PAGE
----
49ers

Shanahan: 49ers will show patience at QB, 'don’t want to gamble'

Shanahan: 49ers will show patience at QB, 'don’t want to gamble'

Coach Kyle Shanahan and general manager John Lynch arrived together with the 49ers under six-year contracts.

The length of those contracts suggests the two top football people atop the organization will be afforded plenty of time to turn the 49ers around.

And Shanahan said Friday morning he and Lynch plan to exercise patience in charting the future at the quarterback position.

“You’re not trying to commit everything to one year,” Shanahan said on KNBR’s “Murph and Mac Show.”

“Yes, you want to win right away. That’s the goal of everybody. But you don’t want to do that at the expense of hurting your future. You don’t want to gamble. You want to be aggressive in everything, but you got to do what’s right. You have to build your team the right way and that’s what I mean by being patient.”

Shanahan added, “If we can build this the right way, it could be right away. It could be in this first year. It could be in the second year. But that depends on what’s available. And what’s available is through trades, it’s through free agency and it’s through the draft. And we’ll explore all three of those.”

The 49ers own the No. 2 overall pick in the draft. But seven weeks before the 49ers have the opportunity to add players through the draft, the start of the new league year on March 9 marks the beginning of free-agent signings and trades.

Quarterbacks Jimmy Garoppolo and Kirk Cousins are among the veteran starters who could become available early in the offseason. Regardless of which veterans the 49ers acquire before the draft, Shanahan said the team will not lock into selecting a quarterback early in the draft.

“If there is a quarterback there that we believe can match that criteria and we believe he can be a franchise quarterback for us, of course, you don’t hesitate on that,” Shanahan said. “But if you don’t see that and there are other good players – if there’s a pass-rusher, a linebacker, if there’s an O-lineman, whatever it is – you need to get the best player possible who can help your team for the next 10 years.

“The worst mistake you can make is you take a guy who isn’t that good of a player or not worthy of that and the expectations change. You put a guy in a position that is really unfair to him and you set your organization back and then you try to commit to a guy who really, it’s unfair to him because he shouldn’t have been put in that position. You have to study these guys hard. “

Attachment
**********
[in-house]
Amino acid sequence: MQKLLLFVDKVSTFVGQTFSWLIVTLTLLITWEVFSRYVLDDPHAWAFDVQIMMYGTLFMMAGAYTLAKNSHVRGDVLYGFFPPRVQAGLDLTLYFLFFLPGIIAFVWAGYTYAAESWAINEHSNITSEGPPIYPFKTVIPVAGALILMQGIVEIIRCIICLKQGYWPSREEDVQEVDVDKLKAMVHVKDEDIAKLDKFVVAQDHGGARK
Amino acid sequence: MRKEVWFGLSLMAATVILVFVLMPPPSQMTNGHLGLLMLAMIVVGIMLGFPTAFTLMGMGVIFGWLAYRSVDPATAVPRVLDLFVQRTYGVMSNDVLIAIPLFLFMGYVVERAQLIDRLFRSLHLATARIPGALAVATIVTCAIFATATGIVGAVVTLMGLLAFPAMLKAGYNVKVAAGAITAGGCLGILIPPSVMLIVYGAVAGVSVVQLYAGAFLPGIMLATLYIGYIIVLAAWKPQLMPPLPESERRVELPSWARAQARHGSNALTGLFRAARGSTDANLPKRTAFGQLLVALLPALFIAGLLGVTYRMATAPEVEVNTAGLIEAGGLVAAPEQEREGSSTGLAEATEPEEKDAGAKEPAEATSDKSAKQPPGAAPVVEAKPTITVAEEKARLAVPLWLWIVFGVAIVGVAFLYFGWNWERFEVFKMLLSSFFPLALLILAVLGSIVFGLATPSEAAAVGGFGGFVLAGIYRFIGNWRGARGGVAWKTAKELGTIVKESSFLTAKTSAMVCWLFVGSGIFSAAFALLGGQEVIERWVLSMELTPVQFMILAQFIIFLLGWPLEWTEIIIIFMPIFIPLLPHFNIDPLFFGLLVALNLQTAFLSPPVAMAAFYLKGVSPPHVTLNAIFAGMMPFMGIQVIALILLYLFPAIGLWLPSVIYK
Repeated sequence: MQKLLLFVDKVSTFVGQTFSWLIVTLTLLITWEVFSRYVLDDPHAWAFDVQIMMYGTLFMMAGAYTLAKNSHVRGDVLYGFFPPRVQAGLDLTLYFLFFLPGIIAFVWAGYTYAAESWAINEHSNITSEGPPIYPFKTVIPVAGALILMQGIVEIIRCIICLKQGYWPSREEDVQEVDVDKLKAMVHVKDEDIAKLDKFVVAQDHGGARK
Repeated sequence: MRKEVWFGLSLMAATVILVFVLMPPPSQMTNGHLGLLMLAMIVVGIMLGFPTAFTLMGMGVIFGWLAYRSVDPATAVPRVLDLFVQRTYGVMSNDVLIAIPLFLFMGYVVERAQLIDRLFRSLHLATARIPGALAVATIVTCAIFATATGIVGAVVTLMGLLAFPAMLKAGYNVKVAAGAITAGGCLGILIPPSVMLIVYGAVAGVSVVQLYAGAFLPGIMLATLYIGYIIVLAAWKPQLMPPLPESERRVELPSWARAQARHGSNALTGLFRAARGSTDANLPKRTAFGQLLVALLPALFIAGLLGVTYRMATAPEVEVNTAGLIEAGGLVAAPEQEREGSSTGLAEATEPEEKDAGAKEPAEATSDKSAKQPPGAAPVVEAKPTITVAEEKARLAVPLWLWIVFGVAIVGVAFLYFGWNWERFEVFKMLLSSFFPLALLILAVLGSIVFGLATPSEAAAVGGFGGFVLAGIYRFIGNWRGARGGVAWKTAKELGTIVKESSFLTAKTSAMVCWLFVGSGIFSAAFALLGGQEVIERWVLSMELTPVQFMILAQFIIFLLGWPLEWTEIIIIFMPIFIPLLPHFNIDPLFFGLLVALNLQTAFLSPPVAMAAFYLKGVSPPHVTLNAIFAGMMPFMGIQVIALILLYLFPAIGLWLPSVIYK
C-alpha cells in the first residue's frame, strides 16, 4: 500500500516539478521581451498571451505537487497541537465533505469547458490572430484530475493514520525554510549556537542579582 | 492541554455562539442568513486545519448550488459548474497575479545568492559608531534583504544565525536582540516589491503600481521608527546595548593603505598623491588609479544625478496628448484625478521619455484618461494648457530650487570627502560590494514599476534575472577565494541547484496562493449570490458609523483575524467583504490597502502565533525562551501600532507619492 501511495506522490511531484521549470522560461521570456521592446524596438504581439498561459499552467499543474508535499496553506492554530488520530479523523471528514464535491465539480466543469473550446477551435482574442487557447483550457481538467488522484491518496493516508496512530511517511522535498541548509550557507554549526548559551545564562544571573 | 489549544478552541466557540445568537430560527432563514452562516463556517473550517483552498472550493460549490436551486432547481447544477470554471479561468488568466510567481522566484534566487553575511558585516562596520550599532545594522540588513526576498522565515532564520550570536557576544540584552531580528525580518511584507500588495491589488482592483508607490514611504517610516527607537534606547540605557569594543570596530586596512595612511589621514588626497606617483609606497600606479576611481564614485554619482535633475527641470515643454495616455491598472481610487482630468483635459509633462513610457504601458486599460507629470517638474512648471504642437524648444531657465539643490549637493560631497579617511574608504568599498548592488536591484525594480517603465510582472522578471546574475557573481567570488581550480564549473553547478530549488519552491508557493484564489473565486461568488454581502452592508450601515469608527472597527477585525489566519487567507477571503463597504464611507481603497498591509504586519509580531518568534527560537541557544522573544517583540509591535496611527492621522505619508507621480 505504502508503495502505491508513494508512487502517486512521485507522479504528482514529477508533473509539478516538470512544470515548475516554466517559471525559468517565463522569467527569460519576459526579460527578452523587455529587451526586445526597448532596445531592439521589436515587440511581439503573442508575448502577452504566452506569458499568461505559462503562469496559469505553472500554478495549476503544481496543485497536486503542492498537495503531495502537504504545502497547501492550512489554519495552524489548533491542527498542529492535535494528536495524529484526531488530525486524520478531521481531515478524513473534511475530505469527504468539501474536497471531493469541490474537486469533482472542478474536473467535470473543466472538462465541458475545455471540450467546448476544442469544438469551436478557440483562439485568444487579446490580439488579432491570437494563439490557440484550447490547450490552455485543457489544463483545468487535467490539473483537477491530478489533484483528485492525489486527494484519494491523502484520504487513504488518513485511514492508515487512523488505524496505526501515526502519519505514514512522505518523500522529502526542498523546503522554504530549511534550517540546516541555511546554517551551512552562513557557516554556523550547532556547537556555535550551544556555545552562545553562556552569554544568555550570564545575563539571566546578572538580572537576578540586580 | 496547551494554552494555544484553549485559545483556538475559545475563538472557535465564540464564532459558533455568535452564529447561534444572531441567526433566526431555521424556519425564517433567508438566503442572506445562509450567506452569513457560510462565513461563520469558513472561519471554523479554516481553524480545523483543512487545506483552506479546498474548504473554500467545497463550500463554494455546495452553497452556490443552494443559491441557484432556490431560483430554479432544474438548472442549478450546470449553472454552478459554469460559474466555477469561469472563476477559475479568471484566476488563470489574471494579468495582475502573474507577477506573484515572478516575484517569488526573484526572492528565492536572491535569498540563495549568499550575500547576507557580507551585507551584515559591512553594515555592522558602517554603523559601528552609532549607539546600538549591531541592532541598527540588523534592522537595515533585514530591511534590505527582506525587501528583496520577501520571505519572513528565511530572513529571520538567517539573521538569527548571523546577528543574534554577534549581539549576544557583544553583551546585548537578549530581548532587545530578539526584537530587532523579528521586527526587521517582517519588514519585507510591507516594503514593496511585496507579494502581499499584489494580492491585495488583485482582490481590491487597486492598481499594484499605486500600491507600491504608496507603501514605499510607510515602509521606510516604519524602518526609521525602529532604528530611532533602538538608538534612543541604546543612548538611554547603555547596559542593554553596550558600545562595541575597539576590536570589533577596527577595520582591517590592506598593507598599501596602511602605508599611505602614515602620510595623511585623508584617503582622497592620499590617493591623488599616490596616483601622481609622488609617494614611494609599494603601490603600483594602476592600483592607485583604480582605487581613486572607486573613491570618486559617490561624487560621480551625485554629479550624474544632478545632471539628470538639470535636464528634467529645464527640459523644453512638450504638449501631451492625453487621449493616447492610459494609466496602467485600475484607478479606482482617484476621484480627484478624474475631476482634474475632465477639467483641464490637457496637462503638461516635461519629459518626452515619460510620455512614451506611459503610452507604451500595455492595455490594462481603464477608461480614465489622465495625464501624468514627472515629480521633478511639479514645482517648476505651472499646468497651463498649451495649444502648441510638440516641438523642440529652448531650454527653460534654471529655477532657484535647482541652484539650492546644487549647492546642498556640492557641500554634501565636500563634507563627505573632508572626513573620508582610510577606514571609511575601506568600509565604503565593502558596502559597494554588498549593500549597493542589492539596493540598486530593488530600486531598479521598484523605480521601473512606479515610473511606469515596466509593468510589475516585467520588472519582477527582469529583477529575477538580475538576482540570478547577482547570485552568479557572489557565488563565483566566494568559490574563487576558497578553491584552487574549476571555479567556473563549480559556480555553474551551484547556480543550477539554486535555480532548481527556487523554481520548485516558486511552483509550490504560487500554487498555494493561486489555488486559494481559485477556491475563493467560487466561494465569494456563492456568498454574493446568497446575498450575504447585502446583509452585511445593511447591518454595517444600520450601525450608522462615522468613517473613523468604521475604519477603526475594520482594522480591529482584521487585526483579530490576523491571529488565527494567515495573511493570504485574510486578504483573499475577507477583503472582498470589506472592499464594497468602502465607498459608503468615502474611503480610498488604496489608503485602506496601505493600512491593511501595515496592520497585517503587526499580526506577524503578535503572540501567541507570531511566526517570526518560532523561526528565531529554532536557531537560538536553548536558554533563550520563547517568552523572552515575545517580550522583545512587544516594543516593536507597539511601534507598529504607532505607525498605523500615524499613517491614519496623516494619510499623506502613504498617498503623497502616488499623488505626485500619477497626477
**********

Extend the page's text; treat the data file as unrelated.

Shanahan said he and Lynch are continuing to study the players the 49ers already have under contract. That includes Colin Kaepernick, who can opt out of his contract in March and become an unrestricted free agent.

If Kaepernick does not opt out, the 49ers would be expected to release him – whether or not they ultimately wish to re-sign him – to avoid being on the hook for his scheduled $14.9 million pay for the 2017 season.

Shanahan said he has communicated with Kaepernick via text message and figures to meet with him at some point.

“The players are all off,” Shanahan said. “Some guys have randomly stopped by. We have time. It’s their vacation time, except for guys who’ve been rehabbing and stuff. Anybody who stops by, my office is always open and (I’m) available.”

'Extra credit' work helped Raheem Mostert meet Kyle Shanahan's challenge

mostertpackersap.jpg
AP

'Extra credit' work helped Raheem Mostert meet Kyle Shanahan's challenge

SANTA CLARA - One of the bright spots in the 49ers loss to the Green Bay Packers was the performance of running back Raheem Mostert. 

Mostert had a tough go the week before when he fumbled the ball on his first carry facing the Arizona Cardinals. Coach Kyle Shanahan challenged the running back after the mishap and Mostert said he took it to heart. 

“I need you to step up,” Mostert said Shanahan told him. “I need you to focus more on ball control. I know you don’t get many reps in practice but when you do, you have to make them count.” 

Mostert understood that as a physical challenge as well as a mental one. He took more reps in practice with the absence of Matt Breida, who was out due to an ankle injury. He asked defenders to go after the ball more aggressively while he was carrying the ball in practice.